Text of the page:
November 20, 2017. Istanbul, Turkey.
I’d seen the day life of Istanbul, and that was a carnage of rug sales pitches. I’d seen the night life, and it appeared women were endangered. As much fun as another night trying to gather the personal space necessary to shuffle-dance in the epicenter of a room full of sweating dudes sounded, it seemed about time to move on. I bought a pound of Turkish Delight for all the people stateside who I’ve abandoned and caught a plane to Prague.
Here’s a quick retrospective on Istanbul that didn’t make it into my other posts:
All right, that’s my pictures folder. Everything else is from Prague, and that’ll be tomorrow’s, when I give the place a fair shot. I’ve been here since 2 PM yesterday and somehow managed to find only defunct Soviet blocs and Chinatown. Just as well, though; it was like 30 degrees and raining, and jet lag gave me a cold. Or quitting coffee. Or quitting cigarettes. Probably a combination thereof.
I’m not a smoker back home, but in Turkey it was unavoidable. Men, women, children, even the cats had adorable little Winstons hanging out of the corner of their mouths. I spent last night taking down a pack of Halls in the worst hostel I’ve ever been in, which I shared an Australian McMurray.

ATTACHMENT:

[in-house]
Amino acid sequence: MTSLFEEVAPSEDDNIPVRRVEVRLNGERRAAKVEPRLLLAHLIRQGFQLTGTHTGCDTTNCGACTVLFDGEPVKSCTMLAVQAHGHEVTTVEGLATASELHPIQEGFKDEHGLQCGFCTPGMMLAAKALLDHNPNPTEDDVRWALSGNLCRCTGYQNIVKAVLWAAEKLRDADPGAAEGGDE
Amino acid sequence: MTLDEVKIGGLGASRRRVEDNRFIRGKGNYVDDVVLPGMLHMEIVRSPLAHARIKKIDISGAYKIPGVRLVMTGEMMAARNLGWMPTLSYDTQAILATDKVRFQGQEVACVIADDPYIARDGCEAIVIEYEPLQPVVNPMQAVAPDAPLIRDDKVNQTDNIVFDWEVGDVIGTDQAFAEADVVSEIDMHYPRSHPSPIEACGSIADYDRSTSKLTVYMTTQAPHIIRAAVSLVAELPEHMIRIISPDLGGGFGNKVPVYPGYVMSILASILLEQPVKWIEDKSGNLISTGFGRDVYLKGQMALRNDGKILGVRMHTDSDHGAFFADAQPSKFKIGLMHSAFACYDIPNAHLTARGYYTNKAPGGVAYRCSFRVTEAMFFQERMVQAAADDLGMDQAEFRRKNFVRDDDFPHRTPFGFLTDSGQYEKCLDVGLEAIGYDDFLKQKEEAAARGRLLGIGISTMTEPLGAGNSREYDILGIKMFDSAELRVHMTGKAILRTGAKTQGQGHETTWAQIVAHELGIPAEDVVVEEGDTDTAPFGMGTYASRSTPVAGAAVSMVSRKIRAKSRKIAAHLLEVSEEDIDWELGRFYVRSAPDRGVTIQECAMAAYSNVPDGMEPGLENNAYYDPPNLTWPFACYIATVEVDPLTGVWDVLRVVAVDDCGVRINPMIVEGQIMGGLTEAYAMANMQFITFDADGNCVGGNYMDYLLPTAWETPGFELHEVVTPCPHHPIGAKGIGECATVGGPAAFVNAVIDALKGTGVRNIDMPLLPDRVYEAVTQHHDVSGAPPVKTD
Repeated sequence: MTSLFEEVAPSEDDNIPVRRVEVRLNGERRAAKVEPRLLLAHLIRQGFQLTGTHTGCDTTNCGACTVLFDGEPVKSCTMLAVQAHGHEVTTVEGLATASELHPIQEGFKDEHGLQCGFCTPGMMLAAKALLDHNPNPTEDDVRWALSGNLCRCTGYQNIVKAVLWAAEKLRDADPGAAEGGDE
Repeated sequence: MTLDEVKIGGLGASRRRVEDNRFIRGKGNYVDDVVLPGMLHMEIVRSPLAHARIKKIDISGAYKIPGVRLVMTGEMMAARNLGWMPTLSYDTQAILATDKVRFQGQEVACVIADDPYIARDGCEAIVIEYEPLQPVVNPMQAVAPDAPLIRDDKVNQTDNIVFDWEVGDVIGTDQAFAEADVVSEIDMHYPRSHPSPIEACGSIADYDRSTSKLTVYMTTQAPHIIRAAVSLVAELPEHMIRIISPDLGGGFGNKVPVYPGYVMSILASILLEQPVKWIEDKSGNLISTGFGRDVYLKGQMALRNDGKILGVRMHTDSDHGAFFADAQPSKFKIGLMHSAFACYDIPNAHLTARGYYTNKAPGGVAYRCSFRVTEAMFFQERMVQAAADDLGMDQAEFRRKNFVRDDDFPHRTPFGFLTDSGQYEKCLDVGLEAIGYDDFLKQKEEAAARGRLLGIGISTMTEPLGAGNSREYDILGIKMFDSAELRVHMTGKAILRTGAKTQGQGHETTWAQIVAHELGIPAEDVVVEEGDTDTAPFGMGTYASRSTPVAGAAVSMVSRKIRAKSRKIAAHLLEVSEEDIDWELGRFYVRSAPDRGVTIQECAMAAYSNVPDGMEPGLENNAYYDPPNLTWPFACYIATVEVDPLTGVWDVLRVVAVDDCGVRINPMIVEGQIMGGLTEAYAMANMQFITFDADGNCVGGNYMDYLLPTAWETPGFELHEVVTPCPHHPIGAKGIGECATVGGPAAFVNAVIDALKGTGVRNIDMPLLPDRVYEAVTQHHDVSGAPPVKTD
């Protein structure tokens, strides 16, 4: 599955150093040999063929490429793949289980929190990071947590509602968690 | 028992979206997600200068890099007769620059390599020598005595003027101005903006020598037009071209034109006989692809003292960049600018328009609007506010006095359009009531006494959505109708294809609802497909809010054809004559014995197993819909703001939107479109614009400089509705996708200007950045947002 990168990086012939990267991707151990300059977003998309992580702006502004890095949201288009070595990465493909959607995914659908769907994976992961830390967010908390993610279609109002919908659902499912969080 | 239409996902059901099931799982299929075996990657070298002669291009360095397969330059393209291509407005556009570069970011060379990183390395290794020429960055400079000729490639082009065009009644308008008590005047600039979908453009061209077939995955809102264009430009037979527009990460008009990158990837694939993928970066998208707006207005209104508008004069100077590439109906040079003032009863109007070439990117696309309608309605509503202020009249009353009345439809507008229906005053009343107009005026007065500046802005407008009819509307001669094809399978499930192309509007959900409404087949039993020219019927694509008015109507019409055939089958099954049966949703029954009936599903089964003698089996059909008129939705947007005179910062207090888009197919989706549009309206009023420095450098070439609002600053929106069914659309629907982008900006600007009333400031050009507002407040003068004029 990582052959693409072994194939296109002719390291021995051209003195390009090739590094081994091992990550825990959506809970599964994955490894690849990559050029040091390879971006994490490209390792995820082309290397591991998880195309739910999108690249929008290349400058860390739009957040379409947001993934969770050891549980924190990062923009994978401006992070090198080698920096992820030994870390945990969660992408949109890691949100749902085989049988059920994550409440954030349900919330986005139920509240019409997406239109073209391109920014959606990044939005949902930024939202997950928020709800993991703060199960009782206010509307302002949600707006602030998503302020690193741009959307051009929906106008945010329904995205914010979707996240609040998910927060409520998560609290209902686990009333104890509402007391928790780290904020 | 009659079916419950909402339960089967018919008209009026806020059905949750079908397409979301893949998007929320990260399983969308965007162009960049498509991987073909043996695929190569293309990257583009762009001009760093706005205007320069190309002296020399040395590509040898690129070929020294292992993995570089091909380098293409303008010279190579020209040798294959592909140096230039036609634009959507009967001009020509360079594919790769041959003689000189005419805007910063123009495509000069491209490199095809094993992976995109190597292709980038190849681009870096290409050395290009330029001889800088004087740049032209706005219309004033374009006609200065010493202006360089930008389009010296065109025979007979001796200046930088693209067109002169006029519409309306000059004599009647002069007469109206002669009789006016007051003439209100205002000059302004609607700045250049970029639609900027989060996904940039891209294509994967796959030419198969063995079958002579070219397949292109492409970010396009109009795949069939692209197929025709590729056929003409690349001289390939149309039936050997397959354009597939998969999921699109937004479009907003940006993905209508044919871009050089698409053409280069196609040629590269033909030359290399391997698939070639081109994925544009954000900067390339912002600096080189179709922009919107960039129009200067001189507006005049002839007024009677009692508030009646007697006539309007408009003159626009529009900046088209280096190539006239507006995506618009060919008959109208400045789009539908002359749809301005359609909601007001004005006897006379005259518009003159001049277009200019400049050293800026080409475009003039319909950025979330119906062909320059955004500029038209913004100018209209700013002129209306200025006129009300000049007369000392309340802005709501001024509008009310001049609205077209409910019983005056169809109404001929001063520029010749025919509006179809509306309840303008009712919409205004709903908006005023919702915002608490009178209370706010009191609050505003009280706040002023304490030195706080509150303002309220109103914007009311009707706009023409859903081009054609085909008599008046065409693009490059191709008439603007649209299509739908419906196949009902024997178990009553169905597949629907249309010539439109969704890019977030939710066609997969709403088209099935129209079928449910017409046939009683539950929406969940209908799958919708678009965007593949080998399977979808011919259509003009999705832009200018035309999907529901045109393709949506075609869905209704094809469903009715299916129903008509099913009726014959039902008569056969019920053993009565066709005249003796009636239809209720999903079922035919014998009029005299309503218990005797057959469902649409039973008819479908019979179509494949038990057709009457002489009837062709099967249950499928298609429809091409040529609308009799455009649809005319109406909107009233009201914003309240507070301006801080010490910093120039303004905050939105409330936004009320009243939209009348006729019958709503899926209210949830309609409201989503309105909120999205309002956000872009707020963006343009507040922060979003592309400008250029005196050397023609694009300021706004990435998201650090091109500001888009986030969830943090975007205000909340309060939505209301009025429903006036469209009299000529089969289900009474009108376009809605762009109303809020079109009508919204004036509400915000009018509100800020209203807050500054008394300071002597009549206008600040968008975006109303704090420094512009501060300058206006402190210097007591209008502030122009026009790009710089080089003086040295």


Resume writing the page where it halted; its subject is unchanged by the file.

He told me he’d just got citizenship, then said he was staying at this hostel until he got himself settled.
“Congrats, but I don’t know if I’d choose this one long-term,” I said. There were 2 power outlets in a room with 14 beds. The room was 90 degrees, and the window wouldn’t open without falling in and shattering.
“Why? I love this place!”
“Everything’s broken here, man. As soon as I touch something, I don’t even have the chance to break it. It’s been broken.”
“You should’a seen it the other night!” he mumble-howled. “It was just packed full of people, right outta prison. Tear tattoos and knife scars and everything. Full-on predators, mate, they all just got released at the same time. One dude had to switch to another room because he got here, his bed was full of rat poison.”
“Maybe that’s it,” I said. “You’re an Australian. It makes you feel at home when everything is trying to kill you.”
He laughed, then broke one of the power outlets.
All right, that’s enough for now. I’m at the only breakfast place I could find, and the woman running it is obviously not thrilled that I’m here. I don’t know if she’s angry in general, or angry with me, but the turn of phrase that jumps to mind is “worn down”. I’ve been done with breakfast for 15 minutes, and if I stick around much longer I think she’ll turn up the awful 90s club music again.
Until next time.